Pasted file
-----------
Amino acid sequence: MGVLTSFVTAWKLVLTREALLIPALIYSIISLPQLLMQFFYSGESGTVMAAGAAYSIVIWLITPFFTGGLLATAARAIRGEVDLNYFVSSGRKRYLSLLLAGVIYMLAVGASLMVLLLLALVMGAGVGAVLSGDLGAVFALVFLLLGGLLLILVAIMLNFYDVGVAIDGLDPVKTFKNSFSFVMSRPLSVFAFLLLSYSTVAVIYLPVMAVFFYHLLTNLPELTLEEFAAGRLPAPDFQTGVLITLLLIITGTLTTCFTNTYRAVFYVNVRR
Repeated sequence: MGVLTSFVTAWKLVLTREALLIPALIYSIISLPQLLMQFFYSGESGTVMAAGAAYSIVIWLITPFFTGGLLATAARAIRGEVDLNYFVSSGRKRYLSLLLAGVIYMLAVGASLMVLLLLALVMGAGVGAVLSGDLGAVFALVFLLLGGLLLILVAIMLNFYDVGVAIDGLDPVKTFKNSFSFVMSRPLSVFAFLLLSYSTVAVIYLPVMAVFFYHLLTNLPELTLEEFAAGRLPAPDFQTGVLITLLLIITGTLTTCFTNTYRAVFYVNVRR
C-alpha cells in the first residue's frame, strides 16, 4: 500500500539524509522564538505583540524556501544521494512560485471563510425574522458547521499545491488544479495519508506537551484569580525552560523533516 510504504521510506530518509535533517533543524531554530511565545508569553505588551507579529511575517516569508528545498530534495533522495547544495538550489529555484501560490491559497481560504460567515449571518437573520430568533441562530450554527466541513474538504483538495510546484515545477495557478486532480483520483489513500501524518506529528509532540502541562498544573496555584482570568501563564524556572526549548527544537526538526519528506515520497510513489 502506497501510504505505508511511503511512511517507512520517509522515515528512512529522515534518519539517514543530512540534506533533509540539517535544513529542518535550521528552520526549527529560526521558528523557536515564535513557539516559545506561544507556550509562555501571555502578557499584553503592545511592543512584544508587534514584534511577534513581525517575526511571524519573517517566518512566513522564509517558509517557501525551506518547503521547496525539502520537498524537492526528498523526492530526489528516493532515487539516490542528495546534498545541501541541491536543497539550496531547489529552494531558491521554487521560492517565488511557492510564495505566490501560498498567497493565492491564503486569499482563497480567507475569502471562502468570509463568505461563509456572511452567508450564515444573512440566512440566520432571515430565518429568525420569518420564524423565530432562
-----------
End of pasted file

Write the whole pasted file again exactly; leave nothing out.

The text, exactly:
Amino acid sequence: MGVLTSFVTAWKLVLTREALLIPALIYSIISLPQLLMQFFYSGESGTVMAAGAAYSIVIWLITPFFTGGLLATAARAIRGEVDLNYFVSSGRKRYLSLLLAGVIYMLAVGASLMVLLLLALVMGAGVGAVLSGDLGAVFALVFLLLGGLLLILVAIMLNFYDVGVAIDGLDPVKTFKNSFSFVMSRPLSVFAFLLLSYSTVAVIYLPVMAVFFYHLLTNLPELTLEEFAAGRLPAPDFQTGVLITLLLIITGTLTTCFTNTYRAVFYVNVRR
Repeated sequence: MGVLTSFVTAWKLVLTREALLIPALIYSIISLPQLLMQFFYSGESGTVMAAGAAYSIVIWLITPFFTGGLLATAARAIRGEVDLNYFVSSGRKRYLSLLLAGVIYMLAVGASLMVLLLLALVMGAGVGAVLSGDLGAVFALVFLLLGGLLLILVAIMLNFYDVGVAIDGLDPVKTFKNSFSFVMSRPLSVFAFLLLSYSTVAVIYLPVMAVFFYHLLTNLPELTLEEFAAGRLPAPDFQTGVLITLLLIITGTLTTCFTNTYRAVFYVNVRR
C-alpha cells in the first residue's frame, strides 16, 4: 500500500539524509522564538505583540524556501544521494512560485471563510425574522458547521499545491488544479495519508506537551484569580525552560523533516 510504504521510506530518509535533517533543524531554530511565545508569553505588551507579529511575517516569508528545498530534495533522495547544495538550489529555484501560490491559497481560504460567515449571518437573520430568533441562530450554527466541513474538504483538495510546484515545477495557478486532480483520483489513500501524518506529528509532540502541562498544573496555584482570568501563564524556572526549548527544537526538526519528506515520497510513489 502506497501510504505505508511511503511512511517507512520517509522515515528512512529522515534518519539517514543530512540534506533533509540539517535544513529542518535550521528552520526549527529560526521558528523557536515564535513557539516559545506561544507556550509562555501571555502578557499584553503592545511592543512584544508587534514584534511577534513581525517575526511571524519573517517566518512566513522564509517558509517557501525551506518547503521547496525539502520537498524537492526528498523526492530526489528516493532515487539516490542528495546534498545541501541541491536543497539550496531547489529552494531558491521554487521560492517565488511557492510564495505566490501560498498567497493565492491564503486569499482563497480567507475569502471562502468570509463568505461563509456572511452567508450564515444573512440566512440566520432571515430565518429568525420569518420564524423565530432562